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You are here : Home > Library > Resilience > Intervention > 1996 > Monaghan-Blout, S. (1996) Re-examining assumptions about trauma and (...)

Monaghan-Blout, S. (1996) Re-examining assumptions about trauma and resilience: Implications for intervention, Psychotherapy in Private Practice 15(4): 45-69.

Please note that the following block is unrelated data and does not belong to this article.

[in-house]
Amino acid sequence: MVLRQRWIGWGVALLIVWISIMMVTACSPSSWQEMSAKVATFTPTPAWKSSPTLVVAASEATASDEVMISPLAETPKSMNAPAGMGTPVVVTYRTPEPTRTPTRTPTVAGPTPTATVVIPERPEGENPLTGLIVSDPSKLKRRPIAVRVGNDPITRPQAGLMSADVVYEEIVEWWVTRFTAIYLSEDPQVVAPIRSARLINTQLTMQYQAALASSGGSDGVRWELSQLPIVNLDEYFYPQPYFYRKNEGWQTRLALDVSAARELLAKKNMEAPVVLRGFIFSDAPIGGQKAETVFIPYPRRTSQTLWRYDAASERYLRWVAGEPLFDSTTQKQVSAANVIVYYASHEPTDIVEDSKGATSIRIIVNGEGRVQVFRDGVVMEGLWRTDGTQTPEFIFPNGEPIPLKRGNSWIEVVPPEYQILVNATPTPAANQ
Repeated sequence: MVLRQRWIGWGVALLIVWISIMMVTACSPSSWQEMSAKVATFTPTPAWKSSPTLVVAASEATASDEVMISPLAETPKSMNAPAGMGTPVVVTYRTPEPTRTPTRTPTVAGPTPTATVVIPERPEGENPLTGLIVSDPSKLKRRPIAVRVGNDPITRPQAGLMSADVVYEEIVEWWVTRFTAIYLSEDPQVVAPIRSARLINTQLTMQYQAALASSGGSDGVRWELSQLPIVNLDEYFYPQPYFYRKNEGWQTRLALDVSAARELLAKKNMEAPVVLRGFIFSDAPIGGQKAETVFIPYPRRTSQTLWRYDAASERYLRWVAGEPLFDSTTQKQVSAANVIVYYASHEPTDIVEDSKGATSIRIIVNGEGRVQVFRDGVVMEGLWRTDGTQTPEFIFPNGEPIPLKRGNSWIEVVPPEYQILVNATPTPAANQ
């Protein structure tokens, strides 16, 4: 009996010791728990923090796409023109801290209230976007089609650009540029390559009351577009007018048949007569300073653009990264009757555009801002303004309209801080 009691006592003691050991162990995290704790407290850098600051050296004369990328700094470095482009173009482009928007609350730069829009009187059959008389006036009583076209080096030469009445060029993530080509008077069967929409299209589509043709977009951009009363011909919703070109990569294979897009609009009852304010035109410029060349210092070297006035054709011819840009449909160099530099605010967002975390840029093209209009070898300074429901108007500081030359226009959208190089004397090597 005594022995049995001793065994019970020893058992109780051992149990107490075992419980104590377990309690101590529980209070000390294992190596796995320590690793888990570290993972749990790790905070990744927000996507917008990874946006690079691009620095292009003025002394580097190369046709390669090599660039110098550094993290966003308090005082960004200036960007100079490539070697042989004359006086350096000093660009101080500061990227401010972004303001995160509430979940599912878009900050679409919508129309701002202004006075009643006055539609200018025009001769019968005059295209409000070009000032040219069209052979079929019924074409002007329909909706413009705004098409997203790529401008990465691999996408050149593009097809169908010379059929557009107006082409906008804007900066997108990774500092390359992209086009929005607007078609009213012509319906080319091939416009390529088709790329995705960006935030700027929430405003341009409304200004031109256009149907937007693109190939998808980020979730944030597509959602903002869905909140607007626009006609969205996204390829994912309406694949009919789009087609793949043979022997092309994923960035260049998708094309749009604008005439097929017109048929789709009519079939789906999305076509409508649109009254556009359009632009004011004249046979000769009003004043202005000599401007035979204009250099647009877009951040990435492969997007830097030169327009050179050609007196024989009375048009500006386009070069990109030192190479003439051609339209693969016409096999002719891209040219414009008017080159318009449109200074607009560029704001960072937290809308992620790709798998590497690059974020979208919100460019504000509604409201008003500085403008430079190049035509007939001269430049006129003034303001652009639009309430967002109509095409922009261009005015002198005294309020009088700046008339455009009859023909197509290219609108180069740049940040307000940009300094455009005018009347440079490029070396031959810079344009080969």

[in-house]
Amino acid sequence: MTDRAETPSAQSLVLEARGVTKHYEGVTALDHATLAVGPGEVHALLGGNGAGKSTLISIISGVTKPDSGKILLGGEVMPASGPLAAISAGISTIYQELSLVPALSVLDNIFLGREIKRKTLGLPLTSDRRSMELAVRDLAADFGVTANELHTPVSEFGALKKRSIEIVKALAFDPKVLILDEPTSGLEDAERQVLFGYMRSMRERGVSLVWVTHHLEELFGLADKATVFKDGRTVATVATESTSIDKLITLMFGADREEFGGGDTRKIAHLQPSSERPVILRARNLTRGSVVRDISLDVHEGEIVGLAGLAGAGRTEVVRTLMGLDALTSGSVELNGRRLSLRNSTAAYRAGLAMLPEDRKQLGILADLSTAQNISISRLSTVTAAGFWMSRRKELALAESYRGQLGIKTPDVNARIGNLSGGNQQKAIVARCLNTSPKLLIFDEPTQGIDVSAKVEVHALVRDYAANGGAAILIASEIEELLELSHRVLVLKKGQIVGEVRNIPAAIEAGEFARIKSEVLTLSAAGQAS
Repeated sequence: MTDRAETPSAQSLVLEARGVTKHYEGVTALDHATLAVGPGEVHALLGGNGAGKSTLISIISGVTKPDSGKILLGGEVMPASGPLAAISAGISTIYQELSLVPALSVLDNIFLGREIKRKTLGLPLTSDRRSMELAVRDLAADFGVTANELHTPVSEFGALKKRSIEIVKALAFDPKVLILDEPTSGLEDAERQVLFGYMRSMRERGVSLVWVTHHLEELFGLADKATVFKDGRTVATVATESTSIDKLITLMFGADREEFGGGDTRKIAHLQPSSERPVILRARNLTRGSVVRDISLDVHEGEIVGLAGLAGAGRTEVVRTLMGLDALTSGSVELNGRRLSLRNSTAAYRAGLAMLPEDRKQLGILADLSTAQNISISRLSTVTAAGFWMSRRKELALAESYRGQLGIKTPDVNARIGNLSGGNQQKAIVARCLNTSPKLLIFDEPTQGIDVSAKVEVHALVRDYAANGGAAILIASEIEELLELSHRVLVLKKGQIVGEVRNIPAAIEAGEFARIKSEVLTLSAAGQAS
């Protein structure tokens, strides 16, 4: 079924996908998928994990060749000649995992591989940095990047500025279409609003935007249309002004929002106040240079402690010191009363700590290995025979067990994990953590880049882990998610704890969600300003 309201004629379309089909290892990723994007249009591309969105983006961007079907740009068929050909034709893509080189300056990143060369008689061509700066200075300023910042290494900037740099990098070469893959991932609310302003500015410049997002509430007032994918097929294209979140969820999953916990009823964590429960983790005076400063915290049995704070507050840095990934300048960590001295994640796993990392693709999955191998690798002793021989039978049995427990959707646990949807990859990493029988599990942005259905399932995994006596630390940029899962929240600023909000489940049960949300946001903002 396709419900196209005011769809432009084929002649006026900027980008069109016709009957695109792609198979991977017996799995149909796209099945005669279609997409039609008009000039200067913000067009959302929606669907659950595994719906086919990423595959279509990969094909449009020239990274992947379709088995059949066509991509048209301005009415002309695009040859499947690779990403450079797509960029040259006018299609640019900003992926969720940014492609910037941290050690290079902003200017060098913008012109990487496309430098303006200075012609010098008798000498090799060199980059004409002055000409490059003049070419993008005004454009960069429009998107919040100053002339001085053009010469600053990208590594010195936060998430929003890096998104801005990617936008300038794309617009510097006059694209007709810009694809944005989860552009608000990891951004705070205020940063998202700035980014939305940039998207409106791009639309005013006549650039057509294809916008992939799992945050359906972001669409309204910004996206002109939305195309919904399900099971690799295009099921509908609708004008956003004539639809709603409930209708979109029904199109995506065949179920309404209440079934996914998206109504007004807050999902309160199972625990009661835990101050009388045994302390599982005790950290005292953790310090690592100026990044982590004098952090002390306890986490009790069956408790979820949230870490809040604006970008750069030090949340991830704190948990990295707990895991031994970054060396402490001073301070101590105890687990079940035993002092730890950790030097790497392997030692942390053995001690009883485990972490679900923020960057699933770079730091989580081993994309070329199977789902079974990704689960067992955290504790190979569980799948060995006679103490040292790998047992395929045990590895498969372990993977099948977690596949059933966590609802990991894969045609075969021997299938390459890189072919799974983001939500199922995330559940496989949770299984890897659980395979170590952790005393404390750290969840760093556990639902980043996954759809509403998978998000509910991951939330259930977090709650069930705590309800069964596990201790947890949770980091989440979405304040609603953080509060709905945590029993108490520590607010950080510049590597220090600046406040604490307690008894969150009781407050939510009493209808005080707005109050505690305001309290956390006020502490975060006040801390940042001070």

Common assumptions about trauma resulting from maltreatment (physical and sexual abuse, witnessing of violence, and neglect) and resilience in the face of such experiences will be explored and challenged by the findings from developmental psychopathology and clinical research. Trauma assumptions to be examined include the inevitably harmful effect of maltreatment, the existence of a core presentation, and the intergenerational transmission of abuse/violence. Resilience assumptions including the perception of resilience as a trait, resilience as a constant, and resilience as psychological well-being will also be explored and corrected. Implications for treatment, following from these modified assumptions, include considerations of when and how we need to intervene on behalf of maltreated children.